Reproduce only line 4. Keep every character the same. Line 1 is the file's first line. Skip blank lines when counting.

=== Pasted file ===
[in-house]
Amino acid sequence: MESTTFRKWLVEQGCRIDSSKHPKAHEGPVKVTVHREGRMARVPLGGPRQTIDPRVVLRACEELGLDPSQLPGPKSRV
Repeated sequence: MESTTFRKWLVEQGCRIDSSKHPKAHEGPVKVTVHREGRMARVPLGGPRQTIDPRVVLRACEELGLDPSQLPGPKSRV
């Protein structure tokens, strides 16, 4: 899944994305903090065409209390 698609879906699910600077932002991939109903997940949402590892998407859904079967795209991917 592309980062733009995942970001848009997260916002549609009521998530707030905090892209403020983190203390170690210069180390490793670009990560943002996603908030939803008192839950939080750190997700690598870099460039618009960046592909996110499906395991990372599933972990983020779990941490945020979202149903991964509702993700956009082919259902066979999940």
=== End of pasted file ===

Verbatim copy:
């Protein structure tokens, strides 16, 4: 899944994305903090065409209390 698609879906699910600077932002991939109903997940949402590892998407859904079967795209991917 592309980062733009995942970001848009997260916002549609009521998530707030905090892209403020983190203390170690210069180390490793670009990560943002996603908030939803008192839950939080750190997700690598870099460039618009960046592909996110499906395991990372599933972990983020779990941490945020979202149903991964509702993700956009082919259902066979999940």